As for media platforms, you have confirmed my thought that i need to change my twitter account to my 'author name', even though i have only just started writing.

    i love your website, it certainly helped me buy your book today :-)

    Have popped you on my blog under my "Authors i want to keep tabs on" blog list.

    Thanks for the great post

  4. I heard early on to use my own name to "get it out there." Probably the best advice in getting started. :O)

  5. Such wise advice! I didn't do ANY of these things and it made it so I had to play A LOT of catch-up later.

  6. Yes! Preparing for the future is so important! It also makes you feel like you are moving forward even though you aren't necessarily addressing your ultimately goal directly. You're building a foundation which will be incredibly helpful in the long run.

  7. Prepared.

    I also like connecting other writers with each other.

    ~ Wendy

  8. Great advice, Jody! I'm working on "all of the above" right now. :)

  9. Thanks for the guidance. Knowing you need to make changes is harder when you're not sure how.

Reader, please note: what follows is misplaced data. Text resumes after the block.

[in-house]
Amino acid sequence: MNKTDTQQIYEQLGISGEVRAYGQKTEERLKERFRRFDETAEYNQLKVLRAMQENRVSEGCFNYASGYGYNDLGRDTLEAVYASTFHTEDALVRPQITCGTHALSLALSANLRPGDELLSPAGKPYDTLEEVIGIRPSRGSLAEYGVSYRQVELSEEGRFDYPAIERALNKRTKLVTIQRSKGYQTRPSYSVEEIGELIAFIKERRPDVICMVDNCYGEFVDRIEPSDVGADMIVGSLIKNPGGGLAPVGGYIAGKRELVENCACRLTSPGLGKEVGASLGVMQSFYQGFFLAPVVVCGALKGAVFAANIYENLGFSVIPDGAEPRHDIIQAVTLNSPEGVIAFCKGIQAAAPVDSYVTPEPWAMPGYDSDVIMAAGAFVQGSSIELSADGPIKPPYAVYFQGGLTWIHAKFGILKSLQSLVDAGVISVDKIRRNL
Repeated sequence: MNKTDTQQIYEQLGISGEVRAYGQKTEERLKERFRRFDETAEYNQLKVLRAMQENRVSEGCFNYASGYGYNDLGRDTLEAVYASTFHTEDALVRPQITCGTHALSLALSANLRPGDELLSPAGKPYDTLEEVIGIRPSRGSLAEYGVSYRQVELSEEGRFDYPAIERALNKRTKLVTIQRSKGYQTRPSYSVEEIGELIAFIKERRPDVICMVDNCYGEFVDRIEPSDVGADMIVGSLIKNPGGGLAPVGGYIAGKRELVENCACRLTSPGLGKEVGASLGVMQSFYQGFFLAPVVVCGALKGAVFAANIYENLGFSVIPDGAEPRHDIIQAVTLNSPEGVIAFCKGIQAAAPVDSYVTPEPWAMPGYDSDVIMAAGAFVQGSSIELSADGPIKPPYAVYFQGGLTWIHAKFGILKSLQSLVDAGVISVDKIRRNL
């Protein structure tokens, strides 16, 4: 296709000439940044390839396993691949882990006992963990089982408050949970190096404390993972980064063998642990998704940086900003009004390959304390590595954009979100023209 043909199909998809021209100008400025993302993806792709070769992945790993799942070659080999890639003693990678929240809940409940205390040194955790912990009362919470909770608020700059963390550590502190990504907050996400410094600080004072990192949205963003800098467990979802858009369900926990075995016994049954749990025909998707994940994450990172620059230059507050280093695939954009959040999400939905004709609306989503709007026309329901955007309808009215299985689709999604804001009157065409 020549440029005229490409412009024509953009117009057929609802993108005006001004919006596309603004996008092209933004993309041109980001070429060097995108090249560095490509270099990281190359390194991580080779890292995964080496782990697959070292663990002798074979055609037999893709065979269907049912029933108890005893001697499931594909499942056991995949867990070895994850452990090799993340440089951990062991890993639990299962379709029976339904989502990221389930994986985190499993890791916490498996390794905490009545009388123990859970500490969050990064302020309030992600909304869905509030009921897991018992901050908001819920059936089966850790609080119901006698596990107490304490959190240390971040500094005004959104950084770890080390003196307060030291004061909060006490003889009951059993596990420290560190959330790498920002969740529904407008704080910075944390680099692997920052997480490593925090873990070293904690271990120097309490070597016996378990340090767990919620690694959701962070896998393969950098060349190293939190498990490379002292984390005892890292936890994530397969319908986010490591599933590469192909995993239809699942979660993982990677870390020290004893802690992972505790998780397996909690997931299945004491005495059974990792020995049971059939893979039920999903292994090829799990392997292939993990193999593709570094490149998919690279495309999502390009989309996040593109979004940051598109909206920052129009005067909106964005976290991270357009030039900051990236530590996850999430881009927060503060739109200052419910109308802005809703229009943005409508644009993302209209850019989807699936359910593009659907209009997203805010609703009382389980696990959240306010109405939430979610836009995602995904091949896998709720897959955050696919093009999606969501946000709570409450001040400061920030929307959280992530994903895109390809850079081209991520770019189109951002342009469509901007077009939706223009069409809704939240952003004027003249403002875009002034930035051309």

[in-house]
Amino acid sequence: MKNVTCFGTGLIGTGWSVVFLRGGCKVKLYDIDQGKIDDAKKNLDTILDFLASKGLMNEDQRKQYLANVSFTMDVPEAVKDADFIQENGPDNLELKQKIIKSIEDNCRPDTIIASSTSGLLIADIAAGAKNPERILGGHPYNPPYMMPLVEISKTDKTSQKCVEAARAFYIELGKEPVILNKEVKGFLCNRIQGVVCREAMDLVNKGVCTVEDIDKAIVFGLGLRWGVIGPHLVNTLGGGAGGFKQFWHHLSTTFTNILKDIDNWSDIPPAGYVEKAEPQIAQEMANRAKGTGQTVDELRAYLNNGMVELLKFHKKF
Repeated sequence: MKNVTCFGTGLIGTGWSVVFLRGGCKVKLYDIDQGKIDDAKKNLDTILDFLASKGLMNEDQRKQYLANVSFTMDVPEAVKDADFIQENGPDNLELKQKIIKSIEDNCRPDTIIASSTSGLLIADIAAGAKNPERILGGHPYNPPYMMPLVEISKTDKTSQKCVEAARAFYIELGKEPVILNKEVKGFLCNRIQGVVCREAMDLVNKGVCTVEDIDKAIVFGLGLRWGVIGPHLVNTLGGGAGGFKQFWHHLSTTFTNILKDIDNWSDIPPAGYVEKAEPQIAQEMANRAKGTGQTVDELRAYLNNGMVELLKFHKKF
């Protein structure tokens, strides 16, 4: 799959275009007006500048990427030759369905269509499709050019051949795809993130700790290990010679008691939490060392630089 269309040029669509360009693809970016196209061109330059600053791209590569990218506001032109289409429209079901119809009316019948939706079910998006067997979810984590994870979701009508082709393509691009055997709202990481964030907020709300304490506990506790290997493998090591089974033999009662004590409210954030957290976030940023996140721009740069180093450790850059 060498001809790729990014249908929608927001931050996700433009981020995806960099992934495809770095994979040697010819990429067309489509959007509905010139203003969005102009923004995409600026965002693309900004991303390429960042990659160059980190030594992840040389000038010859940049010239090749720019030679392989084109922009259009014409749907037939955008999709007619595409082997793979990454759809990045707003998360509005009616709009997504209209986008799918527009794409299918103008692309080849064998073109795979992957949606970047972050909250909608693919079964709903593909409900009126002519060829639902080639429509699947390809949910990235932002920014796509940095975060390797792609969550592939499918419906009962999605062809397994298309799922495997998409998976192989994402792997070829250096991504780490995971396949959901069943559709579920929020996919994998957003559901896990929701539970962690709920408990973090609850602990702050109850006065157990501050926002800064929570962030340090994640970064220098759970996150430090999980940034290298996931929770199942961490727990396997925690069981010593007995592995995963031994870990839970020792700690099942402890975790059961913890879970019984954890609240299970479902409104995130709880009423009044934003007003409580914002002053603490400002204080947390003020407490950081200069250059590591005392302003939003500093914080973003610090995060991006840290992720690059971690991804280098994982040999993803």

Great information here.

  10. This is all extremely useful advice. I'm definitely looking at my options for creating perhaps a Facebook Page or something.

  11. Great advice. I'm currently working on all the points you mentioned above.

  12. Great advice as always!! (I remember changing my twitter name to my real name shortly after opening the account, the sooner you do it the better.)

  13. Awesome advice! I just recently added the "About Me" tab to my blog, and it feels right. :)

  14. Nice post, Jody, with good tips. I changed my twitter name a few months ago to use my real name. It took some nerve for me to put it out there but I'm so glad I did. Now when I type my name in google, my blog is the first entry and nearly all the first page contains results for me.

    I had a photographer take two headshots when we had our last family portrait taken so that saved me some money.

    Little by little I'm laying the groundwork :-)

  15. This is great advice. I have the networking down (I think) and I've been working hard on being creative when it comes to marketing just so I am prepared for the future. Exciting new things to make others excited!!!

    I love the page tabs on blogger, so helpful!